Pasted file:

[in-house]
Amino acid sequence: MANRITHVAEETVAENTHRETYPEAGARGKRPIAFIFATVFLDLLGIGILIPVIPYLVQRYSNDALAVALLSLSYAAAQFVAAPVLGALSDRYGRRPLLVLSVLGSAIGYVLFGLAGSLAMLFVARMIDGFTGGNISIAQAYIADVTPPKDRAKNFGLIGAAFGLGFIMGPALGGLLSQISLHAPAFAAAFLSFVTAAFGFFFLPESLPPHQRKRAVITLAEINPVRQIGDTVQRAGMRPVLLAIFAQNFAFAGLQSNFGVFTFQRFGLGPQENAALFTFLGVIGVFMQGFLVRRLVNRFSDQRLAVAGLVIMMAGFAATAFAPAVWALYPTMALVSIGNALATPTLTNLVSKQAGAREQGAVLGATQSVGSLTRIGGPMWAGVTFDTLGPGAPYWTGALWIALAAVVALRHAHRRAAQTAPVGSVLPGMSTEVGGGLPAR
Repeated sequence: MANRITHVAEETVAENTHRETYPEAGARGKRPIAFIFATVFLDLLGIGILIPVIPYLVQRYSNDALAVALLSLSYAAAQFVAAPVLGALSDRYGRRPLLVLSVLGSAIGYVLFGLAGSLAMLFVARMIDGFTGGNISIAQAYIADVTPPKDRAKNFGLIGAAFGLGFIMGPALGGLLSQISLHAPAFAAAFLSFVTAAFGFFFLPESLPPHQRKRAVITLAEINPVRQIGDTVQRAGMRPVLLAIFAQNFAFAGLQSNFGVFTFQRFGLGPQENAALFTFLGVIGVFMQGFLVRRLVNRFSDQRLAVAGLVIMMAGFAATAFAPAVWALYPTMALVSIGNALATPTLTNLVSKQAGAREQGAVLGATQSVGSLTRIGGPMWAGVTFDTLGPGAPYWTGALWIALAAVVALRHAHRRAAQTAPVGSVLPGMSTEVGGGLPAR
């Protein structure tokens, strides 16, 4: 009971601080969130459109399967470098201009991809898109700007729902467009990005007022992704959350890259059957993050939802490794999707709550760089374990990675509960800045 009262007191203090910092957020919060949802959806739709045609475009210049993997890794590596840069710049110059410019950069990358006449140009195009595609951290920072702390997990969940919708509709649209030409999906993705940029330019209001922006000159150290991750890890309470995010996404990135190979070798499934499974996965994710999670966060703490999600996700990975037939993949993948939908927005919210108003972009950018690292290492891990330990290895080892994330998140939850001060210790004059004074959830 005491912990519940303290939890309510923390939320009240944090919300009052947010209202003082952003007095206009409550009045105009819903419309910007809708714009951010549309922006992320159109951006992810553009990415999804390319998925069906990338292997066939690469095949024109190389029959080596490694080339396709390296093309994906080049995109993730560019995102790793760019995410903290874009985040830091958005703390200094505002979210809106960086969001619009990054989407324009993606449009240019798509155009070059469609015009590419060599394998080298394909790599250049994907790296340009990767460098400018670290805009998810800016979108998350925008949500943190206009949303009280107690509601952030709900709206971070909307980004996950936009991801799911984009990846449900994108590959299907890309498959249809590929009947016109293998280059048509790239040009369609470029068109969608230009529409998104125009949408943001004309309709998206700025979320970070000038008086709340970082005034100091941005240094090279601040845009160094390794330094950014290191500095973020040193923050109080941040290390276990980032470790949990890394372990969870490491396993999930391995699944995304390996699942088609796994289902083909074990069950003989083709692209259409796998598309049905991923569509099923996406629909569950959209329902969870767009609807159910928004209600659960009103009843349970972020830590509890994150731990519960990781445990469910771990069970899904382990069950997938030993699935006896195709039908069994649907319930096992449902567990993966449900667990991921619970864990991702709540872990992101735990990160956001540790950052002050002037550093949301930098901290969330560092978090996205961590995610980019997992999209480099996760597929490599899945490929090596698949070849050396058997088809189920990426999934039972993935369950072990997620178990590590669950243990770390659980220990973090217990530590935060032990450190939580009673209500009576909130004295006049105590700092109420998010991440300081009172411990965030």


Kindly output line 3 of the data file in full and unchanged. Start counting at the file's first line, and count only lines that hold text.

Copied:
Repeated sequence: MANRITHVAEETVAENTHRETYPEAGARGKRPIAFIFATVFLDLLGIGILIPVIPYLVQRYSNDALAVALLSLSYAAAQFVAAPVLGALSDRYGRRPLLVLSVLGSAIGYVLFGLAGSLAMLFVARMIDGFTGGNISIAQAYIADVTPPKDRAKNFGLIGAAFGLGFIMGPALGGLLSQISLHAPAFAAAFLSFVTAAFGFFFLPESLPPHQRKRAVITLAEINPVRQIGDTVQRAGMRPVLLAIFAQNFAFAGLQSNFGVFTFQRFGLGPQENAALFTFLGVIGVFMQGFLVRRLVNRFSDQRLAVAGLVIMMAGFAATAFAPAVWALYPTMALVSIGNALATPTLTNLVSKQAGAREQGAVLGATQSVGSLTRIGGPMWAGVTFDTLGPGAPYWTGALWIALAAVVALRHAHRRAAQTAPVGSVLPGMSTEVGGGLPAR